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  • Barber strop vs block strop

    I’m a beginner at wood carving and would like your opinions on which is easier to use a Barber strop or a Block strop?
    Thanks for any reply’s

  • #2
    The barber's strop is intended for use with razors that have very shallow bevel angles. That's OK because the razor is expected to cut only wet protein (hair). Awkwardly large size, too.
    A very solid hard-based strop is convenient for the carver because you can hone just about any bevel angle that you can select.

    I use an office file card scribbled with chrome green honing compound. That is stuck to some hard flat base with dabs of masking tape. For crooked knives, I use a piece of pipe. For adzes, I use a tennis ball.

    Mechanically, the strop has to be quite hard so that the knife edge metal can't compress the strop and round off the edge.
    Brian T

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    • #3
      Block strop :-)>
      . . .JoeB

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      • #4
        Thanks I ordered a block strop.

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        • #5
          You will not be sorry. For my gouges, I took some basswood, cut the inside and outside cures into the bloc, oiled the newly cut areas with baby oil, and use some Flexcut's yellow compound in the groves. I also have other strops that I use,, Of interested Let me know.
          . . .JoeB

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          • #6
            Originally posted by Todd View Post
            Thanks I ordered a block strop.
            does it work fine?

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            • #7
              Joepaulbutler
              great idea I’m going to try that.
              how about if Itake the appropriate size forester bit drill a block of wood then rip it in half follow up with the baby oil?

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              • #8
                Something like this? You can see by the skid marks it has been used. the drawback is that you can't do the inside of a gouge, I use a fine diamond round file to do that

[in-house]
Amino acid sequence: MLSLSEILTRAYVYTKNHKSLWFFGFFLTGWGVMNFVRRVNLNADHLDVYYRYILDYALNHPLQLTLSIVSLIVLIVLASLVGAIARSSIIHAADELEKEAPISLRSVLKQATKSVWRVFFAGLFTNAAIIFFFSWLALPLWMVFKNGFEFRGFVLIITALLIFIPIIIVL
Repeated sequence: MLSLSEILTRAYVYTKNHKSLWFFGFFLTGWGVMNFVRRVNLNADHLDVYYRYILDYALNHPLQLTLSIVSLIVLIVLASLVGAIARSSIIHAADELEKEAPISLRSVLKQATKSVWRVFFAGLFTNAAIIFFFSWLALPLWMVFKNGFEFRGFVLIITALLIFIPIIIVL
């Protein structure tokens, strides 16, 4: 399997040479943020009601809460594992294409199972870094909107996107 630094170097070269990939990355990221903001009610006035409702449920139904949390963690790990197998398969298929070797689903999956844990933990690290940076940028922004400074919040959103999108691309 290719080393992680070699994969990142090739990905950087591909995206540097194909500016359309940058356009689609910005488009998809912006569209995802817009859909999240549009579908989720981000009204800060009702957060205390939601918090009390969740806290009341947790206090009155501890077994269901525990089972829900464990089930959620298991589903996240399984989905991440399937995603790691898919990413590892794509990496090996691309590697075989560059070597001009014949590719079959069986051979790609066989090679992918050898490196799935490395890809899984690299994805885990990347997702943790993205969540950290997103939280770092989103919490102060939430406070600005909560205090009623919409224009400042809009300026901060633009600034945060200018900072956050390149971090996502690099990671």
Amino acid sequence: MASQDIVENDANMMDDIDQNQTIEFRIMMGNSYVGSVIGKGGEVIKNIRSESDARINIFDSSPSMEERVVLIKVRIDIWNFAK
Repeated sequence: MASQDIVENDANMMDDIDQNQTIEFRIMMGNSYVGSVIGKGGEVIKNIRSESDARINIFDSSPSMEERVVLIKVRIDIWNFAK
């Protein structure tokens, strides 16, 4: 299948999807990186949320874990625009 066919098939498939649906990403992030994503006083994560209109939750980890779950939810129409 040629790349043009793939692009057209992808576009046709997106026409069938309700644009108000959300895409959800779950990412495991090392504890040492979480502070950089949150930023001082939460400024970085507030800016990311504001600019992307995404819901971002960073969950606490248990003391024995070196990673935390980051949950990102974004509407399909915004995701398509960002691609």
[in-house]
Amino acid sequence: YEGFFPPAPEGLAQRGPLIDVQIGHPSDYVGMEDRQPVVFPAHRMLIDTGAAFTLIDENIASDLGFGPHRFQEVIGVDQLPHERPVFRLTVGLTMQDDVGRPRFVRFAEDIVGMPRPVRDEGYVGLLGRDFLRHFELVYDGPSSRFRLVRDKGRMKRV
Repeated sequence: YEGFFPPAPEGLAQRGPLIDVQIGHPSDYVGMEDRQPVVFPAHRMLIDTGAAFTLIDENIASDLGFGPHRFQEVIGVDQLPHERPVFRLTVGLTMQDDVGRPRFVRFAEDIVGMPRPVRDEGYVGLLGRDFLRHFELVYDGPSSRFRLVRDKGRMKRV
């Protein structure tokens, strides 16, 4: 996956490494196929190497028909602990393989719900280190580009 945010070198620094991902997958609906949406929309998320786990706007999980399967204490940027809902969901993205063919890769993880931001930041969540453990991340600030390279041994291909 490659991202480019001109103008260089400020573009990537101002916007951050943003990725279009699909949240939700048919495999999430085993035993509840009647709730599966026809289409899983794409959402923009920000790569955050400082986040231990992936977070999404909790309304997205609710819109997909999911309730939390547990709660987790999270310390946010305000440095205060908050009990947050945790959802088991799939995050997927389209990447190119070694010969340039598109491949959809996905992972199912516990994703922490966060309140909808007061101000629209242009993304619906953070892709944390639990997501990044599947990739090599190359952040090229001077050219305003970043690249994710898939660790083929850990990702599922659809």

You do not have permission to view this gallery.
                This gallery has 1 photos.
                . . .JoeB

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                • #9
                  Here is how I freehand sharpen all sweeps of gouges on flat abrasives.
                  I stand up, the sharpening medium is clamped parallel to the edge of my bench.
                  I paint the bevel with black felt marker so I can follow what's happening.
                  I hold my arms tight to my sides so I sharpen from my knees, never from my elbows.

                  You see the 20 degree angle card that I am trying to follow?
                  I begin with one corner of the gouge on the stone and in each pass,
                  I use my fingers to roll the gouge across the sweep so that I finish on the other corner.

                  I show you a 5/35 on a 4,000 grit water stone, the metal tracks are easy to see.
                  I do the same on the strop for the finish honing.
                  I scrub CrOx honing compound on that folded piece of leather
                  to make no more that 5 passes on the top of the bevel.
                  Finish 5 35small.jpg Honingsmall.jpg
                  Brian T

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                  • #10
                    Originally posted by joepaulbutler View Post
                    Something like this? You can see by the skid marks it has been used. the drawback is that you can't do the inside of a gouge, I use a fine diamond round file to do that
                    Consider a dowel with compound smeared on it to do the inside.
                    https://www.Jamie-Sharp.com/ Straight and curved wood carving knives

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                    • #11
                      I have not used either form of leather strop for ten years or more. I free-hand sharpen on sandpapers (similar to Brian T) and finish with chromium oxide on cereal box cardboard.

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                      • #12
                        I purchased a strop board with leather on both sides. It does a nice job but after reading your comments on using a cereal box I thought I’d make one. Now that’s what I use and I love it

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                        • #13
                          For honing crooked knives, I use office filing cards wrapped around metal tubing of various diameters, wooden dowels and dead chainsaw files.
                          A wrap of electrical tape to secure each end.
                          Mad scribble all over that with a bar of CrOx/AlOx (green) to make a very good loaded strop.
                          The knife is stationary and the abrasive moves. You get used to it.
                          Brian T

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